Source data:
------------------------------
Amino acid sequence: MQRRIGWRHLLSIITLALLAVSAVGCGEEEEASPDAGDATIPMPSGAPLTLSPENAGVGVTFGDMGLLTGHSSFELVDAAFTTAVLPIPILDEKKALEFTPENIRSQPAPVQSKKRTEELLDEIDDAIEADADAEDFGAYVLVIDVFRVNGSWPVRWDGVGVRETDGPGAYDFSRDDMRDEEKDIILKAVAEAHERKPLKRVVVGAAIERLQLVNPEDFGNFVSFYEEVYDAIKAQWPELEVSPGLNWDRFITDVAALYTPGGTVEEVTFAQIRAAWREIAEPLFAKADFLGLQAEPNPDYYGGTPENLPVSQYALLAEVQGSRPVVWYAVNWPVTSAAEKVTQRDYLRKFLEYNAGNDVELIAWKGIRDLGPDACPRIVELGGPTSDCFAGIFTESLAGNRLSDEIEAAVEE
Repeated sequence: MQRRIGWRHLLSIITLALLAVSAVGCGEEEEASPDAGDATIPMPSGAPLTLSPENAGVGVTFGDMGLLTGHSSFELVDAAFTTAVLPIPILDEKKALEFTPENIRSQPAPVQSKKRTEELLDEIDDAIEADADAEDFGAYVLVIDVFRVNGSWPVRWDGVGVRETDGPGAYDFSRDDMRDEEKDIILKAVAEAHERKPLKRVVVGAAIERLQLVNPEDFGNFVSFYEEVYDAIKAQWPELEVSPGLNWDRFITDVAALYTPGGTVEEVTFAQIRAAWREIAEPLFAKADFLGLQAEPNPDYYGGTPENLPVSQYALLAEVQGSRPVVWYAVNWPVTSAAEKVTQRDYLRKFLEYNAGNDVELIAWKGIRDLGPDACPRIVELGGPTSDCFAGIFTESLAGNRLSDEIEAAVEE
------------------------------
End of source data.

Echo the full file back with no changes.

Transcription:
Amino acid sequence: MQRRIGWRHLLSIITLALLAVSAVGCGEEEEASPDAGDATIPMPSGAPLTLSPENAGVGVTFGDMGLLTGHSSFELVDAAFTTAVLPIPILDEKKALEFTPENIRSQPAPVQSKKRTEELLDEIDDAIEADADAEDFGAYVLVIDVFRVNGSWPVRWDGVGVRETDGPGAYDFSRDDMRDEEKDIILKAVAEAHERKPLKRVVVGAAIERLQLVNPEDFGNFVSFYEEVYDAIKAQWPELEVSPGLNWDRFITDVAALYTPGGTVEEVTFAQIRAAWREIAEPLFAKADFLGLQAEPNPDYYGGTPENLPVSQYALLAEVQGSRPVVWYAVNWPVTSAAEKVTQRDYLRKFLEYNAGNDVELIAWKGIRDLGPDACPRIVELGGPTSDCFAGIFTESLAGNRLSDEIEAAVEE
Repeated sequence: MQRRIGWRHLLSIITLALLAVSAVGCGEEEEASPDAGDATIPMPSGAPLTLSPENAGVGVTFGDMGLLTGHSSFELVDAAFTTAVLPIPILDEKKALEFTPENIRSQPAPVQSKKRTEELLDEIDDAIEADADAEDFGAYVLVIDVFRVNGSWPVRWDGVGVRETDGPGAYDFSRDDMRDEEKDIILKAVAEAHERKPLKRVVVGAAIERLQLVNPEDFGNFVSFYEEVYDAIKAQWPELEVSPGLNWDRFITDVAALYTPGGTVEEVTFAQIRAAWREIAEPLFAKADFLGLQAEPNPDYYGGTPENLPVSQYALLAEVQGSRPVVWYAVNWPVTSAAEKVTQRDYLRKFLEYNAGNDVELIAWKGIRDLGPDACPRIVELGGPTSDCFAGIFTESLAGNRLSDEIEAAVEE